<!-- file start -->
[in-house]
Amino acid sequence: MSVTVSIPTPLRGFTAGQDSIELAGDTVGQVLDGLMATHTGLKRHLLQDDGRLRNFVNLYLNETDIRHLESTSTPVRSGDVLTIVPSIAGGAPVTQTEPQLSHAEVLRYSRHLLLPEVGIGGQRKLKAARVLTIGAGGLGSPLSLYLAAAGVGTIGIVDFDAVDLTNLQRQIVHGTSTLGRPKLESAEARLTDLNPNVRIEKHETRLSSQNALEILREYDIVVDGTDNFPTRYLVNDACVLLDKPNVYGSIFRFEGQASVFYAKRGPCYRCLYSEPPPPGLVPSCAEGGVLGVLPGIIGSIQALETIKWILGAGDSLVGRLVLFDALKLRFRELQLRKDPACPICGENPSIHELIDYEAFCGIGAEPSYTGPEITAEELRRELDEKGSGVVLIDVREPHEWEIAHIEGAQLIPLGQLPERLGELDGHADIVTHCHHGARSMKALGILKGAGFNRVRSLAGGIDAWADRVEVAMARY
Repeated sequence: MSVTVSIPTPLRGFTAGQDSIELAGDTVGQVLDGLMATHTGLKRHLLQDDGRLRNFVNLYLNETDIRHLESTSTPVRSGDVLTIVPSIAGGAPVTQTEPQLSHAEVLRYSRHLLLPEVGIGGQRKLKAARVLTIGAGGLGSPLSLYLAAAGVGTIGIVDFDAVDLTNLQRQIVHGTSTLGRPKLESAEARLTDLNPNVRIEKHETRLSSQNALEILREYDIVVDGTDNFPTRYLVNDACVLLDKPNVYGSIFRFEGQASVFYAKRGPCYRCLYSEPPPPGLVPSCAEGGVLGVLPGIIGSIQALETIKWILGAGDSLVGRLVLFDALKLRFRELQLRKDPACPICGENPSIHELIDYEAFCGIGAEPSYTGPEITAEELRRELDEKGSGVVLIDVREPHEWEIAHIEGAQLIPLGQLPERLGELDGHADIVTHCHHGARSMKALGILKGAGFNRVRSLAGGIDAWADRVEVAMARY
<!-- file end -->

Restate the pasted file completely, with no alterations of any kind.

[in-house]
Amino acid sequence: MSVTVSIPTPLRGFTAGQDSIELAGDTVGQVLDGLMATHTGLKRHLLQDDGRLRNFVNLYLNETDIRHLESTSTPVRSGDVLTIVPSIAGGAPVTQTEPQLSHAEVLRYSRHLLLPEVGIGGQRKLKAARVLTIGAGGLGSPLSLYLAAAGVGTIGIVDFDAVDLTNLQRQIVHGTSTLGRPKLESAEARLTDLNPNVRIEKHETRLSSQNALEILREYDIVVDGTDNFPTRYLVNDACVLLDKPNVYGSIFRFEGQASVFYAKRGPCYRCLYSEPPPPGLVPSCAEGGVLGVLPGIIGSIQALETIKWILGAGDSLVGRLVLFDALKLRFRELQLRKDPACPICGENPSIHELIDYEAFCGIGAEPSYTGPEITAEELRRELDEKGSGVVLIDVREPHEWEIAHIEGAQLIPLGQLPERLGELDGHADIVTHCHHGARSMKALGILKGAGFNRVRSLAGGIDAWADRVEVAMARY
Repeated sequence: MSVTVSIPTPLRGFTAGQDSIELAGDTVGQVLDGLMATHTGLKRHLLQDDGRLRNFVNLYLNETDIRHLESTSTPVRSGDVLTIVPSIAGGAPVTQTEPQLSHAEVLRYSRHLLLPEVGIGGQRKLKAARVLTIGAGGLGSPLSLYLAAAGVGTIGIVDFDAVDLTNLQRQIVHGTSTLGRPKLESAEARLTDLNPNVRIEKHETRLSSQNALEILREYDIVVDGTDNFPTRYLVNDACVLLDKPNVYGSIFRFEGQASVFYAKRGPCYRCLYSEPPPPGLVPSCAEGGVLGVLPGIIGSIQALETIKWILGAGDSLVGRLVLFDALKLRFRELQLRKDPACPICGENPSIHELIDYEAFCGIGAEPSYTGPEITAEELRRELDEKGSGVVLIDVREPHEWEIAHIEGAQLIPLGQLPERLGELDGHADIVTHCHHGARSMKALGILKGAGFNRVRSLAGGIDAWADRVEVAMARY